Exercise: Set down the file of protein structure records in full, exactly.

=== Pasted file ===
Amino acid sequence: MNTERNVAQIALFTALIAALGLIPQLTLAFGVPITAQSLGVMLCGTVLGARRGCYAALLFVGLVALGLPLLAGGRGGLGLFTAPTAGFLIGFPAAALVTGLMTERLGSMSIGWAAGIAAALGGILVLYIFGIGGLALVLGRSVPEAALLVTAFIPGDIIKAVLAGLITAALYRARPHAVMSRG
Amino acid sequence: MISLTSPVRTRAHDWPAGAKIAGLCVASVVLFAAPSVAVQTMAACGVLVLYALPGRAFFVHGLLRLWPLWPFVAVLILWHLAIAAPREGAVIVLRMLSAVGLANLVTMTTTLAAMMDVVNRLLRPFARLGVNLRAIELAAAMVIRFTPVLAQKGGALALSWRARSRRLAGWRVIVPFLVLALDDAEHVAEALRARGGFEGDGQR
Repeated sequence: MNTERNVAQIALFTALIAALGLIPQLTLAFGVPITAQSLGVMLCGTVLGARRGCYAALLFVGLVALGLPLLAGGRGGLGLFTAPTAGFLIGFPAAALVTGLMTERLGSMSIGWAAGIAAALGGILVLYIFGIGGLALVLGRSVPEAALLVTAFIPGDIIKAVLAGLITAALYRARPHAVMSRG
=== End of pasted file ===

Amino acid sequence: MNTERNVAQIALFTALIAALGLIPQLTLAFGVPITAQSLGVMLCGTVLGARRGCYAALLFVGLVALGLPLLAGGRGGLGLFTAPTAGFLIGFPAAALVTGLMTERLGSMSIGWAAGIAAALGGILVLYIFGIGGLALVLGRSVPEAALLVTAFIPGDIIKAVLAGLITAALYRARPHAVMSRG
Amino acid sequence: MISLTSPVRTRAHDWPAGAKIAGLCVASVVLFAAPSVAVQTMAACGVLVLYALPGRAFFVHGLLRLWPLWPFVAVLILWHLAIAAPREGAVIVLRMLSAVGLANLVTMTTTLAAMMDVVNRLLRPFARLGVNLRAIELAAAMVIRFTPVLAQKGGALALSWRARSRRLAGWRVIVPFLVLALDDAEHVAEALRARGGFEGDGQR
Repeated sequence: MNTERNVAQIALFTALIAALGLIPQLTLAFGVPITAQSLGVMLCGTVLGARRGCYAALLFVGLVALGLPLLAGGRGGLGLFTAPTAGFLIGFPAAALVTGLMTERLGSMSIGWAAGIAAALGGILVLYIFGIGGLALVLGRSVPEAALLVTAFIPGDIIKAVLAGLITAALYRARPHAVMSRG